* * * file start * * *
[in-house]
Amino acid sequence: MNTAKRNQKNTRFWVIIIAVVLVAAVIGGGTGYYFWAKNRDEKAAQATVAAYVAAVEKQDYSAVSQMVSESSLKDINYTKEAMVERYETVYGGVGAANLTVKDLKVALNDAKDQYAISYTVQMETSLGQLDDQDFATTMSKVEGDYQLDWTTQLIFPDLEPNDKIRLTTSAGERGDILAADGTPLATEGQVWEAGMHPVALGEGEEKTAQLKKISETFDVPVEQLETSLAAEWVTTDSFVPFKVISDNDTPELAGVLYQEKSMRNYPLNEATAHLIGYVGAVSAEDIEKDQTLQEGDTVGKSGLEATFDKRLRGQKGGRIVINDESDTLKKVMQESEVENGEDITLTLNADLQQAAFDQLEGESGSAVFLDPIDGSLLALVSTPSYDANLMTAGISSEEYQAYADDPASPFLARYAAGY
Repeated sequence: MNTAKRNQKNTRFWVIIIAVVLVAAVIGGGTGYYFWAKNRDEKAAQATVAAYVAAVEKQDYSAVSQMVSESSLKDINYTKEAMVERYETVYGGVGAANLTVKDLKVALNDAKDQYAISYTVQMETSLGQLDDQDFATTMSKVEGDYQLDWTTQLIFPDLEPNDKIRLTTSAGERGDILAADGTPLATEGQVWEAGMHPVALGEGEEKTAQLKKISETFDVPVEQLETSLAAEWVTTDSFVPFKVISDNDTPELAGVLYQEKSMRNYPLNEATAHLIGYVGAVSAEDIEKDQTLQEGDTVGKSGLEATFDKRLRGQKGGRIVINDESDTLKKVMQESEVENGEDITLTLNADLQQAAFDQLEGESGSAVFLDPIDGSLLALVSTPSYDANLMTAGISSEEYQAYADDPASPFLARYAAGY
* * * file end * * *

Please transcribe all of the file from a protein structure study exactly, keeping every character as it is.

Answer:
[in-house]
Amino acid sequence: MNTAKRNQKNTRFWVIIIAVVLVAAVIGGGTGYYFWAKNRDEKAAQATVAAYVAAVEKQDYSAVSQMVSESSLKDINYTKEAMVERYETVYGGVGAANLTVKDLKVALNDAKDQYAISYTVQMETSLGQLDDQDFATTMSKVEGDYQLDWTTQLIFPDLEPNDKIRLTTSAGERGDILAADGTPLATEGQVWEAGMHPVALGEGEEKTAQLKKISETFDVPVEQLETSLAAEWVTTDSFVPFKVISDNDTPELAGVLYQEKSMRNYPLNEATAHLIGYVGAVSAEDIEKDQTLQEGDTVGKSGLEATFDKRLRGQKGGRIVINDESDTLKKVMQESEVENGEDITLTLNADLQQAAFDQLEGESGSAVFLDPIDGSLLALVSTPSYDANLMTAGISSEEYQAYADDPASPFLARYAAGY
Repeated sequence: MNTAKRNQKNTRFWVIIIAVVLVAAVIGGGTGYYFWAKNRDEKAAQATVAAYVAAVEKQDYSAVSQMVSESSLKDINYTKEAMVERYETVYGGVGAANLTVKDLKVALNDAKDQYAISYTVQMETSLGQLDDQDFATTMSKVEGDYQLDWTTQLIFPDLEPNDKIRLTTSAGERGDILAADGTPLATEGQVWEAGMHPVALGEGEEKTAQLKKISETFDVPVEQLETSLAAEWVTTDSFVPFKVISDNDTPELAGVLYQEKSMRNYPLNEATAHLIGYVGAVSAEDIEKDQTLQEGDTVGKSGLEATFDKRLRGQKGGRIVINDESDTLKKVMQESEVENGEDITLTLNADLQQAAFDQLEGESGSAVFLDPIDGSLLALVSTPSYDANLMTAGISSEEYQAYADDPASPFLARYAAGY